Lev Bely, 27.06.2012 22:21
Bombs and other explosives leave around an invisible chemical trace. In airports and other common places these microparticles, which dangling in the air, are detected by security dogs which has a special, trained nose. Yet such dogs are rather expensive to hold and train, they get tired soon during their service, what's apparently unsafe since a weary dog may miss a bomb, sooner or later.
A new method of detecting the chemical dust of TNT (trinitrotoluene) or explosives of the kind came from other perfect sniffers, namely, silk moth males (Bombyx mori) and their gorgeous feathery antennae. The latter are in fact the leading organ in moth perception since the very antennae catch single pheromone molecules what informs male of where should he seek for a female. Antennae consist of lots of hairs which permanently vibrating at a regular frequency. As the pheromone molecule gets on a hair, the vibration changes and a male receives the sensory signal.
A new detector works in a similar way. It's covered with titanium dioxide nanotubes which TNT molecules get “glued” to. Just as the hairs of the moth antennae, nanotubes are fixed to a stalk with only one end, therefore they continuously and steadily waff, in a way, say, springboards do.
Albeit this process immediately changes its course once the detector “catches sight” of even the slightest amount of TNT dust at close distance. At the moment the quivering nanotube drags in a molecule of explosive, the vibration frequency changes and the sensory system of the detector is signalled of that there is an explosive close by.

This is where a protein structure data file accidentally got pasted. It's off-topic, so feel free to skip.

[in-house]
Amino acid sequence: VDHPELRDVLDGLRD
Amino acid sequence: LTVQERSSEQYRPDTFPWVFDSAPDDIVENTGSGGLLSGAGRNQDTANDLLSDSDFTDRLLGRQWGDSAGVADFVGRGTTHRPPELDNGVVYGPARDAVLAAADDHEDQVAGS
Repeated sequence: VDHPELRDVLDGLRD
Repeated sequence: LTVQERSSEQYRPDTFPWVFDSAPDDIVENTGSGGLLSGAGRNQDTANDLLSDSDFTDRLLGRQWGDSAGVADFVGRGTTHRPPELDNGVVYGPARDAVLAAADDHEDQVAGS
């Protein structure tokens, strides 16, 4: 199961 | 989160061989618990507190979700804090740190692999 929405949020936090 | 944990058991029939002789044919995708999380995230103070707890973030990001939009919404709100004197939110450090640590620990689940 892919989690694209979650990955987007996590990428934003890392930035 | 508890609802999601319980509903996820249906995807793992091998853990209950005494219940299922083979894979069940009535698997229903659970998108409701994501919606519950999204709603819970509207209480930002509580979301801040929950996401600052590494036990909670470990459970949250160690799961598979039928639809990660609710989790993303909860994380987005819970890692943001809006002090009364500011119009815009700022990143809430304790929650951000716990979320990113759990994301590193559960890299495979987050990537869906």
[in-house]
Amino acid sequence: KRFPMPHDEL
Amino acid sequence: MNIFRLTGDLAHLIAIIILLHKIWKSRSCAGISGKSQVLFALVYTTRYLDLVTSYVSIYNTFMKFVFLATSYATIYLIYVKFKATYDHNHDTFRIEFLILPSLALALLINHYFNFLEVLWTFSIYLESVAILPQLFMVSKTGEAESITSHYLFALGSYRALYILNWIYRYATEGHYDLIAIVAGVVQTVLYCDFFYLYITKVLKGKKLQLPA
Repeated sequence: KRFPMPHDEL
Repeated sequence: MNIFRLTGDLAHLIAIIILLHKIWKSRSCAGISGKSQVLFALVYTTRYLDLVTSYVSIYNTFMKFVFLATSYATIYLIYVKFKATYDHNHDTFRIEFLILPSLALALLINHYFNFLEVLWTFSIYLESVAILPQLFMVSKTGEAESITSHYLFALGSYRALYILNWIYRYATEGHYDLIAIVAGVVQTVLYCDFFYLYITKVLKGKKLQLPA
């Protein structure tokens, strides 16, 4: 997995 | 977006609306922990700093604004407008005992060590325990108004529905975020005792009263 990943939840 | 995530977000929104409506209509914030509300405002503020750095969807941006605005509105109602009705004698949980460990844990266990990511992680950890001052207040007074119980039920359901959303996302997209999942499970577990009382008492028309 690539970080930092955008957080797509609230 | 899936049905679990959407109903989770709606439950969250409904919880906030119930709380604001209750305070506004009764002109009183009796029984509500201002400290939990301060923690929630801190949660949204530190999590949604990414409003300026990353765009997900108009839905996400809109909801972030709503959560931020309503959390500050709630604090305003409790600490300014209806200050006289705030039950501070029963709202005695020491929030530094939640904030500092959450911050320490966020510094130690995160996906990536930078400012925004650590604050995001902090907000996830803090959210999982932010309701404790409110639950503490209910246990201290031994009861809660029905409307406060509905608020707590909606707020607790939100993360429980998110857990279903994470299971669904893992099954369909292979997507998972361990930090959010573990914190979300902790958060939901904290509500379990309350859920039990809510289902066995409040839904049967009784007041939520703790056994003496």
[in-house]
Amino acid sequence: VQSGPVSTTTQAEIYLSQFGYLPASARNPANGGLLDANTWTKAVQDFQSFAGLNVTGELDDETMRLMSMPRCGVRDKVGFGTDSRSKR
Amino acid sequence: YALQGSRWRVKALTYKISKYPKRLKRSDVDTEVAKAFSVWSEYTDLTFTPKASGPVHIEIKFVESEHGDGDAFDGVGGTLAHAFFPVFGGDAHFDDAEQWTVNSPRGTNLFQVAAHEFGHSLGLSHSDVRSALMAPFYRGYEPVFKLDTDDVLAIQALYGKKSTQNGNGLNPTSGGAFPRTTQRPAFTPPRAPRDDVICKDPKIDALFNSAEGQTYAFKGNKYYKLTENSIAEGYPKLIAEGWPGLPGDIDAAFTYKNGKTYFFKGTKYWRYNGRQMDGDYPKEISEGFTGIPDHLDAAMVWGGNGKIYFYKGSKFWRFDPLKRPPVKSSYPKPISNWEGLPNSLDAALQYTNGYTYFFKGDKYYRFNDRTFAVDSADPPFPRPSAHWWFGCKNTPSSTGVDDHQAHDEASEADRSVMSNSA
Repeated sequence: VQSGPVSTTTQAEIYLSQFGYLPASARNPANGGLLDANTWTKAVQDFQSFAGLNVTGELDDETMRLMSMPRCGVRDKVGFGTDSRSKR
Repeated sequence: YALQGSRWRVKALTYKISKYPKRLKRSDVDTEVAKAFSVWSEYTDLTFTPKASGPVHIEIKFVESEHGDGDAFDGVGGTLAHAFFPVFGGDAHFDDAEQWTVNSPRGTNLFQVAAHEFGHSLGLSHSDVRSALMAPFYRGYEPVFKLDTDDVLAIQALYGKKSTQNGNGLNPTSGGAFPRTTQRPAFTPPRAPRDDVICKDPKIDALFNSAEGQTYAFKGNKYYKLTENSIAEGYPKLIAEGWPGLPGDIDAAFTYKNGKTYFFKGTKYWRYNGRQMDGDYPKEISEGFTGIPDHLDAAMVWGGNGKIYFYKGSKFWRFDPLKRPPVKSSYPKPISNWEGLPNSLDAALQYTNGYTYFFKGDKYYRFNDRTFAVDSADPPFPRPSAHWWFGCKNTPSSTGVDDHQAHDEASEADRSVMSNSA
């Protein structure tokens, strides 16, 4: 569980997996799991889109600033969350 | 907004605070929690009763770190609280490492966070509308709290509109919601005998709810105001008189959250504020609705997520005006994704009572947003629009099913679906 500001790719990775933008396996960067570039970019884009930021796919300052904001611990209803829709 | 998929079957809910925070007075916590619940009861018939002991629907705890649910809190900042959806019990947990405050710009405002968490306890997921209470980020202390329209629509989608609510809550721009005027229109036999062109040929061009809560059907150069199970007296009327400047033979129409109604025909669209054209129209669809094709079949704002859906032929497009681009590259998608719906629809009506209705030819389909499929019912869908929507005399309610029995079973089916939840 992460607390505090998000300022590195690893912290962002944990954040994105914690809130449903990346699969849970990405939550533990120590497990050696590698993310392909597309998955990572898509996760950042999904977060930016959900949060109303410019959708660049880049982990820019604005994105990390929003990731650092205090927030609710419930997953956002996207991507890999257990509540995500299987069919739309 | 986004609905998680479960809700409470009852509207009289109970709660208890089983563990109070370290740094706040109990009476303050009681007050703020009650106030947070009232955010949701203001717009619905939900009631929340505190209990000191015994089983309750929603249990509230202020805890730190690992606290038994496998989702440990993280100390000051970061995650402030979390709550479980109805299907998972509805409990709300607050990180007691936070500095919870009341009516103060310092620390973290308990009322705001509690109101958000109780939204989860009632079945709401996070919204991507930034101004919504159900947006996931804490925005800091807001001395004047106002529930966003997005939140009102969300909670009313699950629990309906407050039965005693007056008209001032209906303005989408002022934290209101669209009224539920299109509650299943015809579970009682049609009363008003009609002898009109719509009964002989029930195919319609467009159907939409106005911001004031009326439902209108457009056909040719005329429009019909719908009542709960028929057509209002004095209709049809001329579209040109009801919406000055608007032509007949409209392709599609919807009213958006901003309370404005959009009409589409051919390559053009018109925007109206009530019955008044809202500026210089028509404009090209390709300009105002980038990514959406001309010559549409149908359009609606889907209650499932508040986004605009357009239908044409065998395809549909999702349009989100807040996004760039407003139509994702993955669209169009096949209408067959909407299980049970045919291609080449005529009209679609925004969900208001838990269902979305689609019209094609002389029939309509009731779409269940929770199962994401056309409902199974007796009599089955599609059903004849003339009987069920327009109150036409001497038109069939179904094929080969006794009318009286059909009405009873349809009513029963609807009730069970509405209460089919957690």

Altogether, the titanium dioxide coating and vibrating nanopores provide a highly sensitive system which is capable to catch up to one part per trillion of TNT and similar explosives. “The system answers in real time so you can put the sensors in luggage rooms at the airport,” says Denis Spitzer, the author of the system. His research was partially funded by the French defence procurement agency, Spitzer as well offers the device to militaries.
Further versions of the detector will be replenished with different kinds of bristles so as it could catch at a time molecules of various explosives. “A first step will be to make it even more sensitive than it is now,” says Spitzer.
One of the significant advantages of the new device is its immediate reaction, though Spitzer notes that the detector still has to be tested for its ability to spot explosives from far away. “A version of the detector made with different materials could detect tiny amounts of chemicals in water as well,” Spitzer says.
Photo: Bombyx mori, (Walter S. Leal), http://www.chm.bris.ac.uk
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